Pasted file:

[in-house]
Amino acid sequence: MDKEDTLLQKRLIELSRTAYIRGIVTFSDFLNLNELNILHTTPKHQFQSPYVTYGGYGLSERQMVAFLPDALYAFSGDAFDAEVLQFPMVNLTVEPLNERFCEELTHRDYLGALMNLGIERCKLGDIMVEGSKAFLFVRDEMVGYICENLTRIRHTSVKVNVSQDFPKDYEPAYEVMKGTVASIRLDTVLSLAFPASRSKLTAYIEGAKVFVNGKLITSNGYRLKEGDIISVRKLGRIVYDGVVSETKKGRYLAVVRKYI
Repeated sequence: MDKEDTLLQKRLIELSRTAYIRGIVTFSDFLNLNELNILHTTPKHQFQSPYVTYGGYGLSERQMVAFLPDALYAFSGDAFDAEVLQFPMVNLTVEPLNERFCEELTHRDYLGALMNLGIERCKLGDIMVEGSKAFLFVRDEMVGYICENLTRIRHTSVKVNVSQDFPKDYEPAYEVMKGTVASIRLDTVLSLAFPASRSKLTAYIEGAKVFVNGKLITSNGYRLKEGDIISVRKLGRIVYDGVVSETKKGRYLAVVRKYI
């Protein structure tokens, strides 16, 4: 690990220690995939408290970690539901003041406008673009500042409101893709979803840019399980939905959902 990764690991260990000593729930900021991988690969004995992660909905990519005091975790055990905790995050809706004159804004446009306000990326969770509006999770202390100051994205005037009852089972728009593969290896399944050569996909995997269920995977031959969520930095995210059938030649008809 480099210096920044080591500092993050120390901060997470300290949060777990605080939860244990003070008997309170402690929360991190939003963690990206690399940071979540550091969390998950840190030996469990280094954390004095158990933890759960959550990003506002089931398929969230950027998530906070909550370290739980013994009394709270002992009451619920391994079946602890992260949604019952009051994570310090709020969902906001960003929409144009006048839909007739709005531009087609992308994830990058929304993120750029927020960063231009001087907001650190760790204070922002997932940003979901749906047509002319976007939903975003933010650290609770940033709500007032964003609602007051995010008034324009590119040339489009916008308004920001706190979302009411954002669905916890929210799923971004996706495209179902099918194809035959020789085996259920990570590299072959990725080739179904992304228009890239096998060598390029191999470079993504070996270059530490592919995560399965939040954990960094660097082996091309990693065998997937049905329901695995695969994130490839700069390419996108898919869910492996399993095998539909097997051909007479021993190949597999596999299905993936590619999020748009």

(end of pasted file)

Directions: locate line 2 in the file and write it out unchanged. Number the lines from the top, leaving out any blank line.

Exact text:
Amino acid sequence: MDKEDTLLQKRLIELSRTAYIRGIVTFSDFLNLNELNILHTTPKHQFQSPYVTYGGYGLSERQMVAFLPDALYAFSGDAFDAEVLQFPMVNLTVEPLNERFCEELTHRDYLGALMNLGIERCKLGDIMVEGSKAFLFVRDEMVGYICENLTRIRHTSVKVNVSQDFPKDYEPAYEVMKGTVASIRLDTVLSLAFPASRSKLTAYIEGAKVFVNGKLITSNGYRLKEGDIISVRKLGRIVYDGVVSETKKGRYLAVVRKYI